This past week was definitely a new experience for me, as I decided to take on teaching in the slum school. Rachel, a fellow volunteer, wanted to teach for a week so Sushma asked me if I would go with her so she wouldn’t be alone. I figured why not, lets try something new. It was equal parts rewarding and equal parts stressful. I definitely understand now why people fall in love with teaching, and I also understand how it is a labor of love that can make you want to rip your hair out.
The first day went fairly well once we got over “being thrown in the deep end.” We walked into school, were shown to the class we’d be teaching, then the girl teaching it left! We asked her what we should start teaching them and she just said “as you like.” We were dumbfounded. We had no idea what level the kids were at or what they knew and didnt know. Plus 4 grades were mixed together since it was the end of a holiday and many of the students stayed home. We decided to start simple and began teaching the different kinds of nouns (common, proper, collective, material, abstract) from a workbook we found in the room. Then we moved to math (addition and subtraction), then went back to English and taught them Baa Baa Black Sheep . All of this was on large chalkboard only; the students didnt have books to follow along with and most of them didnt even have paper and pencil to copy down what we were teaching.
The second day we were in the same mixed class, and it went a lot better. Our biggest accomplishment was teaching them fractions! We were able to use the little english they knew and draw on the board to help them understand how parts of a whole fit together. We only did adding and subracting fractions, and didnt teach them how to reduce since there was no way to explain it or have them visually understand equivalency. We moved on to pronouns in our English lesson, since that was the next logical step after teaching them nouns the day before. We also attempted to teach some division, but that didnt go as well for all of the students. A few of the girls in the front got it pretty quickly, but most of the class had a rough time.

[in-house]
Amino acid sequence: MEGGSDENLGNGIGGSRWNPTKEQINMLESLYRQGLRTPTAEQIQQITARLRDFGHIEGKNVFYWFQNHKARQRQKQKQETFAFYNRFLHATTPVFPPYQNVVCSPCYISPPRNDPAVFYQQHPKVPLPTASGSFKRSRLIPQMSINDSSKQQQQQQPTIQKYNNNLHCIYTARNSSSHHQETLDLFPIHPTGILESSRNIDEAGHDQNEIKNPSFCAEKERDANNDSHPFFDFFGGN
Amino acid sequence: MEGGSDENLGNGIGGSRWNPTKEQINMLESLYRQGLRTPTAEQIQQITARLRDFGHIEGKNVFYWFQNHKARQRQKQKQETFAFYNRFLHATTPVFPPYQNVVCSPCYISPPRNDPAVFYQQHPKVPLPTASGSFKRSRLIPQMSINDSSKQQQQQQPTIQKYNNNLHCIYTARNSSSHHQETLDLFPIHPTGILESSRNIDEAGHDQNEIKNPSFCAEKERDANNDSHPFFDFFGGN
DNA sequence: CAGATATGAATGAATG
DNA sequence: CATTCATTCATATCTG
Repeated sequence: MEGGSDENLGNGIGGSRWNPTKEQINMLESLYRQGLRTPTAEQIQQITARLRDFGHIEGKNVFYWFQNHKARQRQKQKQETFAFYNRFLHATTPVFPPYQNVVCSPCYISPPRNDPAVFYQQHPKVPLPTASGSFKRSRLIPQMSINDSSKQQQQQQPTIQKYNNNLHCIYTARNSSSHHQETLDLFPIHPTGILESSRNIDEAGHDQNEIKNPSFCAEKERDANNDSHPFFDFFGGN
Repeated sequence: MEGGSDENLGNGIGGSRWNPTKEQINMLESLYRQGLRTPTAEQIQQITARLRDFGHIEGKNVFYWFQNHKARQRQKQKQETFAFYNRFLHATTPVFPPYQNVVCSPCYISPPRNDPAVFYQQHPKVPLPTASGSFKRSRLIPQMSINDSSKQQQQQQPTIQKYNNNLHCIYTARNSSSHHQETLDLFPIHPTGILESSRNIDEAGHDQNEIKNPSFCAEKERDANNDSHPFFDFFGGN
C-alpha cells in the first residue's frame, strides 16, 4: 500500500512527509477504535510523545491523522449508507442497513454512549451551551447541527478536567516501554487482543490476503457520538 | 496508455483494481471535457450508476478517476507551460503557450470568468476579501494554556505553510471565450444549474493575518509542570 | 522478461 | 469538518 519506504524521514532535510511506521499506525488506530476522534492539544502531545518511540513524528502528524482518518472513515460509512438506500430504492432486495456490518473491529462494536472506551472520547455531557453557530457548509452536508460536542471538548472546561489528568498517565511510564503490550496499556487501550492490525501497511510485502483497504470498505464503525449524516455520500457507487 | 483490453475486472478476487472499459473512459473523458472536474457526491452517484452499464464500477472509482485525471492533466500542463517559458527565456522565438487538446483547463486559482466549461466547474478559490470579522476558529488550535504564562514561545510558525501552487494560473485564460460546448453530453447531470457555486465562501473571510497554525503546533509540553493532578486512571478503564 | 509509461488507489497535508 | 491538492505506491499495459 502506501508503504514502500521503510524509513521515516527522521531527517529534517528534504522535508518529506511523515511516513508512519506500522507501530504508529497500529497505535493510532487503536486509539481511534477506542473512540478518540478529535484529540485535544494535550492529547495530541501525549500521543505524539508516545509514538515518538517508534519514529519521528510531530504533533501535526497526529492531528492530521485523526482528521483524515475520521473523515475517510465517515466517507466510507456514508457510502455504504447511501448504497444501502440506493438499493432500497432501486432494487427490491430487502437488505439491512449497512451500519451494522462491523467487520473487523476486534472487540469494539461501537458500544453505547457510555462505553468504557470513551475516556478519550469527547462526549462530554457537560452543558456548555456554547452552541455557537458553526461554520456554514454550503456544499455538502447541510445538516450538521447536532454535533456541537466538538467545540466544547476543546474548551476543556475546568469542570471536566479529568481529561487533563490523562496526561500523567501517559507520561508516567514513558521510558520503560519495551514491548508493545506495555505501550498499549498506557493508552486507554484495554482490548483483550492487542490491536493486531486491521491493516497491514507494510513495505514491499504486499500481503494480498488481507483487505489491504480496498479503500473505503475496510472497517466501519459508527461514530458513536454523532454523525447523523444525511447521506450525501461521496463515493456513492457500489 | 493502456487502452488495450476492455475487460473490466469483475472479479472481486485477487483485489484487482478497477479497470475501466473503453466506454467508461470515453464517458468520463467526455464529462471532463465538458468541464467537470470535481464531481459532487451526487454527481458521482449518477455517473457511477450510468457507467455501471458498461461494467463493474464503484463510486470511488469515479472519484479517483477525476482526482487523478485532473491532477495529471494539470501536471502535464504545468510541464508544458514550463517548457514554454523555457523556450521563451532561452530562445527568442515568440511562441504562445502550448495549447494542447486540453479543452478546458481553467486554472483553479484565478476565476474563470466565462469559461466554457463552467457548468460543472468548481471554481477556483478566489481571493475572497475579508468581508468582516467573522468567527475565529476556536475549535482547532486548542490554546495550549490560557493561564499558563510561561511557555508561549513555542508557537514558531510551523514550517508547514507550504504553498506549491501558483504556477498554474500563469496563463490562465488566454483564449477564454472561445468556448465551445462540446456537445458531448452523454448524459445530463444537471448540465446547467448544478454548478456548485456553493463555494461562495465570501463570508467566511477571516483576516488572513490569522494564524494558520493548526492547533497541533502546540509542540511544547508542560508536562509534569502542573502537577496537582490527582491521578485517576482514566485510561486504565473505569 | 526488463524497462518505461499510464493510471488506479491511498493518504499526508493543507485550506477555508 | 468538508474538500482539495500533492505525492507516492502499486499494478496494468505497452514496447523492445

The third day we came in feeling pretty great, but they stuck us in a different class that then crushed our hopes and dreams. All of the children were at school that day, meaning we had a full class of 25 students who wanted nothing to do with learning from weird white girls they couldnt understand. They knew less English than the last class, and were absolute hellions. We had to break apart multiple fights, yell quite a bit, and went to get one of the older girls to come in and make them be quiet because we just couldnt. I dont even remember what we tried teaching that day, but I do know we left early because we were just done and couldnt take it anymore.
Thursday was a public holiday due to the elections, so no school or placement for any of us. We decided to make a trip into Delhi to walk around and see stuff since we had the day to ourselves. We got off the metro at a stop near Pahar Ganj, which was supposed to be a busy area full of shops and restaurants. Instead, the entire street was dead. I suppose we should have figured all of the shopkeepers would be taking the day off as well. Luckily a few restaurants were still open so we were able to get a seat and eat some food. By the time our late lunch finished, some of the shops were opening. But we had more to see before going home for the day, so after buying some jalebi at a corner stand we walked back to the metro. The next stop was at Chandni Chowk, a famous market I had heard much about from other volunteers. I dont know if it was the fact it was election day so the usual affairs werent going on, but it was seriously one of the sketchiest places I have walked through. We were trying to find the spice market, which was supposed to be 2km down through Chandni Chowk. We ended up not being quite sure if we found it or not since everything was (surprise) dead. Getting to the spot, though, took us through dark and damp sidewalks and down the road past huge groups of staring men....not a woman in sight. We stopped a few times to get reoriented and decide which was the best direction to keep walking in, and of course as soon as we stopped the men started taking pictures of us. The sun was getting low in the sky too, so as soon as we found where we thought the spice market should be we decided to take a tuk-tuk back to the metro rather than walking past the creepers again. We got home with no issues, and all was normal the rest of the night.
Teaching on Friday went as well as it could, seeing as we refused to teach that second grade class again. We had the 3rd and 4th grade mixed class, who were still rowdy but a lot more respectful and willling to learn. We went over verbs, subtraction where you needed to borrow, read some English stories, then played hangman with words from the story. The last hour of the day, we switched classes and all taught alone. I ended up teaching a computer class to a group of incredibly well-behaved first graders. Now keep in mind, I am teaching a computer class to children in the slums who have probably never seen a computer before. I ended up drawing a computer on the board then labeling all of the major parts and having them repeat the names (CPU, monitor, keyboard, mouse, etc). Then I erased the labels and we went through all the names again until they could spell them all out and label pieces when randomly called on. Then I drew a huge keyboard with all of the keys in the proper order (I had a diagram to go off of), drew a smaller monitor, and had the kids each come up and “type” their name by touching the keys then writing their name on the monitor. I think they get the general idea, though it would be great to actually be able to show them in real life.